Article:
DNA uses hardware and software inventories to offer features such as application and license monitoring with helpdesk and client remote-control functions. Lacking the dedicated patch management features of LANDesk and sophistication of Altiris, DNA does not provide supporting information on the patches, but is more useful if used with Microsoft's SUS.
DNA goes beyond other non-patching management packages in its tab for Hot Fixes. Fixes are listed and annotated with a tick for successful application, a query for patches that may have been partially overwritten by subsequent patches, or a cross if application failed. This makes it clear which patches have been applied to clients isolated from all the other applications and point upgrades that may be applied.
Installation is complicated by the need to pre-configure SQL Server prior to loading DNA. Companies such as LANDesk and Altiris provide a checklist to make sure prerequisites are installed, and both offer Microsoft SQL Server Desktop Edition as part of installation.
Once the administration software is loaded and the client agents are deployed, the console discovers all the Windows clients on the network. This can be done globally or restricted to specific IP address ranges. Although it means extra work and maintenance, the gathered information can be supplemented with user-specific data, including name, department, email address and telephone numbers. The asset can also be documented. Even if these records are not fully populated, it can be useful for labeling key desktops and servers.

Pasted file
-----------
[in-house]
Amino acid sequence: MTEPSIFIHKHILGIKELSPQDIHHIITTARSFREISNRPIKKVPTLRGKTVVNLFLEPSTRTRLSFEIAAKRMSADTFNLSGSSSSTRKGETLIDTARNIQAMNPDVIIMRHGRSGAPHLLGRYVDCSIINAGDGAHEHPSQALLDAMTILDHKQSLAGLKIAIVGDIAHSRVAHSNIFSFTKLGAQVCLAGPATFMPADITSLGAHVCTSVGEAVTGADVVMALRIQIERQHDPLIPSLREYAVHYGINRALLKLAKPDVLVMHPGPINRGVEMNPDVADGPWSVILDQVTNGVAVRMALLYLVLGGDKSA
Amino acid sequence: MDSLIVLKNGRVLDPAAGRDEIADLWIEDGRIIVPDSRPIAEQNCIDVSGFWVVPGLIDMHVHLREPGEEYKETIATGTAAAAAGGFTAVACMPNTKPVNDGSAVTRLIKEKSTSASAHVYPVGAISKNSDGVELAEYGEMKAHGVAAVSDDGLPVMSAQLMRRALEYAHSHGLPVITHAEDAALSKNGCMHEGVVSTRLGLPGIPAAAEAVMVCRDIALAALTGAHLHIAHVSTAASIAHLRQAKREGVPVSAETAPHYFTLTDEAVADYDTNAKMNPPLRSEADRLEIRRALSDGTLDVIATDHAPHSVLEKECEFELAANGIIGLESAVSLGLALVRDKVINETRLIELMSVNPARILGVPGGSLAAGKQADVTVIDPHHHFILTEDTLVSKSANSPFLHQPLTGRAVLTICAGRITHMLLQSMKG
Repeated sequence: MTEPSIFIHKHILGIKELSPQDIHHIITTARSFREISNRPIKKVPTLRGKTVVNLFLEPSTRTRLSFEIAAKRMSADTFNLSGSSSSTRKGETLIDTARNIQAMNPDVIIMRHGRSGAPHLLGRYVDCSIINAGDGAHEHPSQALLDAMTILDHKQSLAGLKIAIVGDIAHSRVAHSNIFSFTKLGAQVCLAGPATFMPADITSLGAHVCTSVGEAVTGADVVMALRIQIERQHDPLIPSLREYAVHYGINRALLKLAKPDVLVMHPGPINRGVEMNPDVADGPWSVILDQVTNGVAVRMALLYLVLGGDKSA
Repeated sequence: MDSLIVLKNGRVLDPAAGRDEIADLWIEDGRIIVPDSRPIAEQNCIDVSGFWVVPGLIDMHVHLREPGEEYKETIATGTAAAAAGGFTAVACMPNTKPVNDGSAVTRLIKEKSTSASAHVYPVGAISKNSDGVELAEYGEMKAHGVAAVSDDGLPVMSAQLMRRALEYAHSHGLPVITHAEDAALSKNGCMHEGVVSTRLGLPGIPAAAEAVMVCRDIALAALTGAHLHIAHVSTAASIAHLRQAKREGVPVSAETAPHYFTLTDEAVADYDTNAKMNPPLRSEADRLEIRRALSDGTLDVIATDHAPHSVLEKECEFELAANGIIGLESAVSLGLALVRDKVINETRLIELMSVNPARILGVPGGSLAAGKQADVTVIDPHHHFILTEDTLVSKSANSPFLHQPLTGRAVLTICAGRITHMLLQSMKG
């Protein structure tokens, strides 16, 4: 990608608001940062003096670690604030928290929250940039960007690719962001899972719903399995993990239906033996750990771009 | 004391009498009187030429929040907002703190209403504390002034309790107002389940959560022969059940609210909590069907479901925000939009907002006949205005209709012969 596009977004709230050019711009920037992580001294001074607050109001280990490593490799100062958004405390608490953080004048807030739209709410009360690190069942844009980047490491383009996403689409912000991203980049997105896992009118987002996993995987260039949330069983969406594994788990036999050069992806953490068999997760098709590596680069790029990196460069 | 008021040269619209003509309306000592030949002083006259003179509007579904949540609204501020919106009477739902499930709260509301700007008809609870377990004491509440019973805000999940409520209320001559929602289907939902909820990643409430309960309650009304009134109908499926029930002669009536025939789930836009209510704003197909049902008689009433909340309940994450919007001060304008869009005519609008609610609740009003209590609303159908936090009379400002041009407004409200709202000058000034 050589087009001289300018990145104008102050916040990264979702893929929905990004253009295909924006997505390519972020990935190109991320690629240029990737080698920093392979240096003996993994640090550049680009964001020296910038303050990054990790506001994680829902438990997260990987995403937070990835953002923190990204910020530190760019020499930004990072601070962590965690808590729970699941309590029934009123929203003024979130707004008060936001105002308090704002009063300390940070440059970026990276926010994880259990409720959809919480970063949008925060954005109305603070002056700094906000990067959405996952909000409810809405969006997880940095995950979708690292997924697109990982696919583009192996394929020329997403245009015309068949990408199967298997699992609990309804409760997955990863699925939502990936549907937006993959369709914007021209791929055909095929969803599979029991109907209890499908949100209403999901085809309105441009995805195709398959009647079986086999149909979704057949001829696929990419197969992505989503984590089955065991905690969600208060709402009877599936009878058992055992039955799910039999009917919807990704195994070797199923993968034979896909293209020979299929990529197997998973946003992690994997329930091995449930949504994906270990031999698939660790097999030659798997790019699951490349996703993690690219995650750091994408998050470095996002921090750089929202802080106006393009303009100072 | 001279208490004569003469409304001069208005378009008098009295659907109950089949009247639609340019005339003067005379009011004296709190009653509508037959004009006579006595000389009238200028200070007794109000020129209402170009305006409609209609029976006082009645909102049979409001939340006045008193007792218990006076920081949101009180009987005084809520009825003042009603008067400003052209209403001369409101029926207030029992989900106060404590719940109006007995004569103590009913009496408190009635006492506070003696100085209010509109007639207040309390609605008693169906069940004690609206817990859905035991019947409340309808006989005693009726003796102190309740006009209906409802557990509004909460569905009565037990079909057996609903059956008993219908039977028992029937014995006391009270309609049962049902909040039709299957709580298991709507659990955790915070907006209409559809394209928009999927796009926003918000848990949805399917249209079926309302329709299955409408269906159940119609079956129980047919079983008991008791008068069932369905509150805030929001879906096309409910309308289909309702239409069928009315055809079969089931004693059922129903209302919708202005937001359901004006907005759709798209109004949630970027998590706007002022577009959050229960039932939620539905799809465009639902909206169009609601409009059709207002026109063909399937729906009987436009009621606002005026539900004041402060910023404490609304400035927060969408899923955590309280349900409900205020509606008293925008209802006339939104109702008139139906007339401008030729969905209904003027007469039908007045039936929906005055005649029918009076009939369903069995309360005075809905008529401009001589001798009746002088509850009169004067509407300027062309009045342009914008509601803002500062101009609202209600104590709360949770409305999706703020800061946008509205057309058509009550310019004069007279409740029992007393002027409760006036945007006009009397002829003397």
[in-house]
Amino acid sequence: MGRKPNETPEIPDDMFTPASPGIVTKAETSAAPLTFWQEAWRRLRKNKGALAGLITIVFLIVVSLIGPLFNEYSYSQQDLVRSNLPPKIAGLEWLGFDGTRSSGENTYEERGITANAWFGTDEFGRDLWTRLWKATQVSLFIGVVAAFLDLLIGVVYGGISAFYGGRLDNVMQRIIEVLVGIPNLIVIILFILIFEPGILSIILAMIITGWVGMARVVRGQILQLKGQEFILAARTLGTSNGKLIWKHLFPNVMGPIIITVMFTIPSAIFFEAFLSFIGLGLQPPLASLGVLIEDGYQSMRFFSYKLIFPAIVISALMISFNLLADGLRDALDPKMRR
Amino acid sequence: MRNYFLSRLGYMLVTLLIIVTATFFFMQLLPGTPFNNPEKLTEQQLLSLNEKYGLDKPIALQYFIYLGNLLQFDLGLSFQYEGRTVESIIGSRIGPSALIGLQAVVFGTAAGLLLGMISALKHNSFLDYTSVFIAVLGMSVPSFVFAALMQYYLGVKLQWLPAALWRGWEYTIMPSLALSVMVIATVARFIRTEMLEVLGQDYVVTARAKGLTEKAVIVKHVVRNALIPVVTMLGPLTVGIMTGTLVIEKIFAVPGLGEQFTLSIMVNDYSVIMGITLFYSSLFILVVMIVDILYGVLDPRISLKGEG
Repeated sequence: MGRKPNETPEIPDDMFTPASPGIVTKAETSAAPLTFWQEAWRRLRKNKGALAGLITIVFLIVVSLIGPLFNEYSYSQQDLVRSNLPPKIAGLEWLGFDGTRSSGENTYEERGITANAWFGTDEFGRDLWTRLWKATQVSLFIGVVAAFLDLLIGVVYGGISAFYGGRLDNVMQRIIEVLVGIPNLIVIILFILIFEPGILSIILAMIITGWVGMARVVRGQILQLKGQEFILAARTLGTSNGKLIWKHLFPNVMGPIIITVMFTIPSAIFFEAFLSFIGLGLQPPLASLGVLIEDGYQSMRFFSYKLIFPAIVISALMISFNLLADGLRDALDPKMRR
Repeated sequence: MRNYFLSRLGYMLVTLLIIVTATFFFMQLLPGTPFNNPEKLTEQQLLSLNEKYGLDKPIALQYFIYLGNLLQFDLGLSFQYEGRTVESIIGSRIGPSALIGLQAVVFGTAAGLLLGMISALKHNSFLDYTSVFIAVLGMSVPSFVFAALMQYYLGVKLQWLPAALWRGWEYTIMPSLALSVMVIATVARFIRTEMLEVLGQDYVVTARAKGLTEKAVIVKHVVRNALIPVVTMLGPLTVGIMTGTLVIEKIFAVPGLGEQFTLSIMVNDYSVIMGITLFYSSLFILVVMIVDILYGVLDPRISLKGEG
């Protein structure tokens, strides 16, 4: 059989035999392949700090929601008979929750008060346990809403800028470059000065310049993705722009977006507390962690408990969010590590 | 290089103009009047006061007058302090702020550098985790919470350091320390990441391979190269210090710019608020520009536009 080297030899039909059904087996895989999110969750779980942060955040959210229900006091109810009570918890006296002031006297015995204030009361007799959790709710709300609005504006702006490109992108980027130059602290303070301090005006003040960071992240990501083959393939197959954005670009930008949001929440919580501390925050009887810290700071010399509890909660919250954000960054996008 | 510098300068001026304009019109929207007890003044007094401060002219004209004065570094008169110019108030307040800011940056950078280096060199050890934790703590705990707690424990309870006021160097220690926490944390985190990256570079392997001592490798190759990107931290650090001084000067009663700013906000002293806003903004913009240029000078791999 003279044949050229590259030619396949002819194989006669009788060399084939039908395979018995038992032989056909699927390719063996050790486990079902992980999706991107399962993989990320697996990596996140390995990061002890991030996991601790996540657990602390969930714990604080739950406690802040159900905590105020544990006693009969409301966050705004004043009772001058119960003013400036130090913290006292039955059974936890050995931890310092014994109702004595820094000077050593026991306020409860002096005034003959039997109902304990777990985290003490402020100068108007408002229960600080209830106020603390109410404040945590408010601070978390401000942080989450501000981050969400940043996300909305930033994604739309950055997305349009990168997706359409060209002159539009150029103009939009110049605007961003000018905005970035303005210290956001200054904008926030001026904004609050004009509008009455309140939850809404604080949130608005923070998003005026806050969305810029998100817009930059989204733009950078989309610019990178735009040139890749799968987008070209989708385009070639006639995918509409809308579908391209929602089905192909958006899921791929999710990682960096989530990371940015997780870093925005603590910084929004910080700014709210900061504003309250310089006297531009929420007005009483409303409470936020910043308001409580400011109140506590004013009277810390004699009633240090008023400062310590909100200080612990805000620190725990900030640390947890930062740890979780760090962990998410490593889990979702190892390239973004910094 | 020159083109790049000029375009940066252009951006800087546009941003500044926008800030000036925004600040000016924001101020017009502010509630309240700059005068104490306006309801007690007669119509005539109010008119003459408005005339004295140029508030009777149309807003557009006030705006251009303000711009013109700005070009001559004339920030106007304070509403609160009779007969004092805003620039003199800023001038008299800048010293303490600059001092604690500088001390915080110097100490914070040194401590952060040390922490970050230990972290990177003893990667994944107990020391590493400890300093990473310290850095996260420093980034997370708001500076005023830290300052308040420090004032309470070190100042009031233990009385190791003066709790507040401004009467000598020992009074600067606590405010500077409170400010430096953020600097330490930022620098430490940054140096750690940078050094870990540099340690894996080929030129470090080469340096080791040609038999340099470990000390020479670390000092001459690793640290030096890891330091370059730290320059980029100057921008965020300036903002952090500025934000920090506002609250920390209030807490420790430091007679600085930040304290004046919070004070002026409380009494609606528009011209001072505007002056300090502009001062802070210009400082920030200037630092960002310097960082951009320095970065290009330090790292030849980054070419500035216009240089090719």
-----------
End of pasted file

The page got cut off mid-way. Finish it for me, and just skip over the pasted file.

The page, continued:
Bar graphs and pie charts can be generated using Crystal Reports. This makes it easier to understand detailed information, but these are limited to Adobe Acrobat PDFs and Microsoft Word or Excel. All can be downloaded by others, but XML and http support would make web-based reporting easier.
What DNA does, it does well, and with a bit of thought, this could grow to be a fine patch management tool.